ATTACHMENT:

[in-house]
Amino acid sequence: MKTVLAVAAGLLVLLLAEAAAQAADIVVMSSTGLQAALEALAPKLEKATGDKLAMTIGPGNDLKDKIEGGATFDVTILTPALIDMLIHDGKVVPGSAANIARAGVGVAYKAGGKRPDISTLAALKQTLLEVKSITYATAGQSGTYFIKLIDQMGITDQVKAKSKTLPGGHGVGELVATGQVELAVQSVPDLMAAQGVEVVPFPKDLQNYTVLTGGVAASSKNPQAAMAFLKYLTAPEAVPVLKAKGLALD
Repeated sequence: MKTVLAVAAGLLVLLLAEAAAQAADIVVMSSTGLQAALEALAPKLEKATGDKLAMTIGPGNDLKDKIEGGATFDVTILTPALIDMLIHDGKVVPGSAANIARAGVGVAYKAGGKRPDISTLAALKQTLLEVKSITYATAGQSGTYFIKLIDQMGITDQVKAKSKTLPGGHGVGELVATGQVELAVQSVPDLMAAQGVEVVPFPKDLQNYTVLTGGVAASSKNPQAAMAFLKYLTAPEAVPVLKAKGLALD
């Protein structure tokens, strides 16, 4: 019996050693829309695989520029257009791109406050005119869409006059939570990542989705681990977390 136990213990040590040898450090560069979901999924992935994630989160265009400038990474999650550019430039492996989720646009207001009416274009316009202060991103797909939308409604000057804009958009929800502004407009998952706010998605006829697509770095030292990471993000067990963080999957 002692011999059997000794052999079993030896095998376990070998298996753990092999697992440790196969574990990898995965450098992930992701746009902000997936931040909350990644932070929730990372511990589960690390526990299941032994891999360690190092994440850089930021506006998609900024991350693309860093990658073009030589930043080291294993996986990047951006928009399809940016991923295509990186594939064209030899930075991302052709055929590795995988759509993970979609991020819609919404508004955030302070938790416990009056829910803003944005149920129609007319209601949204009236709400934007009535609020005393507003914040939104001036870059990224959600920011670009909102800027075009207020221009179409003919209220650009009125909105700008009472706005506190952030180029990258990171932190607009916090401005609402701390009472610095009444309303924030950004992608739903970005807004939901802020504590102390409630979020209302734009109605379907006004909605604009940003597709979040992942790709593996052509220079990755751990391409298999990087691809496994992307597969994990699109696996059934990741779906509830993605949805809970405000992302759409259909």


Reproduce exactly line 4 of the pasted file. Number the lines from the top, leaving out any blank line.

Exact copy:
């Protein structure tokens, strides 16, 4: 019996050693829309695989520029257009791109406050005119869409006059939570990542989705681990977390 136990213990040590040898450090560069979901999924992935994630989160265009400038990474999650550019430039492996989720646009207001009416274009316009202060991103797909939308409604000057804009958009929800502004407009998952706010998605006829697509770095030292990471993000067990963080999957 002692011999059997000794052999079993030896095998376990070998298996753990092999697992440790196969574990990898995965450098992930992701746009902000997936931040909350990644932070929730990372511990589960690390526990299941032994891999360690190092994440850089930021506006998609900024991350693309860093990658073009030589930043080291294993996986990047951006928009399809940016991923295509990186594939064209030899930075991302052709055929590795995988759509993970979609991020819609919404508004955030302070938790416990009056829910803003944005149920129609007319209601949204009236709400934007009535609020005393507003914040939104001036870059990224959600920011670009909102800027075009207020221009179409003919209220650009009125909105700008009472706005506190952030180029990258990171932190607009916090401005609402701390009472610095009444309303924030950004992608739903970005807004939901802020504590102390409630979020209302734009109605379907006004909605604009940003597709979040992942790709593996052509220079990755751990391409298999990087691809496994992307597969994990699109696996059934990741779906509830993605949805809970405000992302759409259909």